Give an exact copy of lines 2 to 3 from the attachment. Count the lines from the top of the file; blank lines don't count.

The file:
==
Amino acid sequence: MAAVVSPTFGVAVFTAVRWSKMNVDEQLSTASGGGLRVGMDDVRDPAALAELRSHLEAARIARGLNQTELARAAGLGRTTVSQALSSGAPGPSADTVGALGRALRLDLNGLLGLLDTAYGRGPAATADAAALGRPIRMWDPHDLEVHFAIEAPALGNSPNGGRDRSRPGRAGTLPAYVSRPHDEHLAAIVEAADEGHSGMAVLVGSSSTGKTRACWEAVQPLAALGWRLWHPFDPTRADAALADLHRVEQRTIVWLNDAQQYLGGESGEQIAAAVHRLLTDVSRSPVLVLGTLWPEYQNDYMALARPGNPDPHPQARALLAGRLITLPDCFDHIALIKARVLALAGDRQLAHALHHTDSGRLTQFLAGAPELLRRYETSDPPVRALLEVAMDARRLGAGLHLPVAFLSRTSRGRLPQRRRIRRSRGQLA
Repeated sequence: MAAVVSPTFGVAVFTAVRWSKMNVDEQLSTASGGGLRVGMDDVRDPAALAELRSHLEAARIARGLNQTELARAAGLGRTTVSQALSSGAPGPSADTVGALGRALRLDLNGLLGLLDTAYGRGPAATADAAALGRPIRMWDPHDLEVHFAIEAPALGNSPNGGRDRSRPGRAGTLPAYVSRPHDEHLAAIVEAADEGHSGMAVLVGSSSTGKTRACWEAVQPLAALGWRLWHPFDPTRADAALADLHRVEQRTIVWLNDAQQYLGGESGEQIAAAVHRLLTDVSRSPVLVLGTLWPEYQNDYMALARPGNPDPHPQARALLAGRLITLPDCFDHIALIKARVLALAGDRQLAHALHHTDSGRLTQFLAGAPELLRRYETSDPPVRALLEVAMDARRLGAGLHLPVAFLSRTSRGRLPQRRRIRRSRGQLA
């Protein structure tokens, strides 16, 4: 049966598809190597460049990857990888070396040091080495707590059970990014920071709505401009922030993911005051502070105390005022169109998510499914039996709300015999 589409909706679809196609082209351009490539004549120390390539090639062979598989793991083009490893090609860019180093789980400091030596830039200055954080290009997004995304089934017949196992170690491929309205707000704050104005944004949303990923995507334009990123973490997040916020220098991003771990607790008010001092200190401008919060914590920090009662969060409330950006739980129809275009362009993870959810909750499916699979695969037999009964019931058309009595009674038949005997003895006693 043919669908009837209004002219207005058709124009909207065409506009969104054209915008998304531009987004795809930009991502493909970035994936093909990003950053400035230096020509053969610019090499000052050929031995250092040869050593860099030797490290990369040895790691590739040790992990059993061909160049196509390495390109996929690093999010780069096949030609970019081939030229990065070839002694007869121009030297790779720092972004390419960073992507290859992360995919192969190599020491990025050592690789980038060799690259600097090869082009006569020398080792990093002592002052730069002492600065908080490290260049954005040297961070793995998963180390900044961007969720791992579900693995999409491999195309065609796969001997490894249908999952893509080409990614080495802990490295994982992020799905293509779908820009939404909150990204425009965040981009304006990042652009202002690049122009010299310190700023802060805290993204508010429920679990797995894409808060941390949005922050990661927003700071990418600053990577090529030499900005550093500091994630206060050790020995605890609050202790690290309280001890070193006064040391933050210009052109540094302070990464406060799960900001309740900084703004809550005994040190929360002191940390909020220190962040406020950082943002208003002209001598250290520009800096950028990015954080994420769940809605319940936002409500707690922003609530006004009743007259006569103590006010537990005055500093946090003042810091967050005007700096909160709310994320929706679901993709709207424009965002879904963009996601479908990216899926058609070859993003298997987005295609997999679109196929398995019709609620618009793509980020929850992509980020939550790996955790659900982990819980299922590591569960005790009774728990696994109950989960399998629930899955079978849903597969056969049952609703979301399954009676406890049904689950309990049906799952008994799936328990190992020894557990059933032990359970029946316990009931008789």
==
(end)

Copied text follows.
Repeated sequence: MAAVVSPTFGVAVFTAVRWSKMNVDEQLSTASGGGLRVGMDDVRDPAALAELRSHLEAARIARGLNQTELARAAGLGRTTVSQALSSGAPGPSADTVGALGRALRLDLNGLLGLLDTAYGRGPAATADAAALGRPIRMWDPHDLEVHFAIEAPALGNSPNGGRDRSRPGRAGTLPAYVSRPHDEHLAAIVEAADEGHSGMAVLVGSSSTGKTRACWEAVQPLAALGWRLWHPFDPTRADAALADLHRVEQRTIVWLNDAQQYLGGESGEQIAAAVHRLLTDVSRSPVLVLGTLWPEYQNDYMALARPGNPDPHPQARALLAGRLITLPDCFDHIALIKARVLALAGDRQLAHALHHTDSGRLTQFLAGAPELLRRYETSDPPVRALLEVAMDARRLGAGLHLPVAFLSRTSRGRLPQRRRIRRSRGQLA
């Protein structure tokens, strides 16, 4: 049966598809190597460049990857990888070396040091080495707590059970990014920071709505401009922030993911005051502070105390005022169109998510499914039996709300015999 589409909706679809196609082209351009490539004549120390390539090639062979598989793991083009490893090609860019180093789980400091030596830039200055954080290009997004995304089934017949196992170690491929309205707000704050104005944004949303990923995507334009990123973490997040916020220098991003771990607790008010001092200190401008919060914590920090009662969060409330950006739980129809275009362009993870959810909750499916699979695969037999009964019931058309009595009674038949005997003895006693 043919669908009837209004002219207005058709124009909207065409506009969104054209915008998304531009987004795809930009991502493909970035994936093909990003950053400035230096020509053969610019090499000052050929031995250092040869050593860099030797490290990369040895790691590739040790992990059993061909160049196509390495390109996929690093999010780069096949030609970019081939030229990065070839002694007869121009030297790779720092972004390419960073992507290859992360995919192969190599020491990025050592690789980038060799690259600097090869082009006569020398080792990093002592002052730069002492600065908080490290260049954005040297961070793995998963180390900044961007969720791992579900693995999409491999195309065609796969001997490894249908999952893509080409990614080495802990490295994982992020799905293509779908820009939404909150990204425009965040981009304006990042652009202002690049122009010299310190700023802060805290993204508010429920679990797995894409808060941390949005922050990661927003700071990418600053990577090529030499900005550093500091994630206060050790020995605890609050202790690290309280001890070193006064040391933050210009052109540094302070990464406060799960900001309740900084703004809550005994040190929360002191940390909020220190962040406020950082943002208003002209001598250290520009800096950028990015954080994420769940809605319940936002409500707690922003609530006004009743007259006569103590006010537990005055500093946090003042810091967050005007700096909160709310994320929706679901993709709207424009965002879904963009996601479908990216899926058609070859993003298997987005295609997999679109196929398995019709609620618009793509980020929850992509980020939550790996955790659900982990819980299922590591569960005790009774728990696994109950989960399998629930899955079978849903597969056969049952609703979301399954009676406890049904689950309990049906799952008994799936328990190992020894557990059933032990359970029946316990009931008789």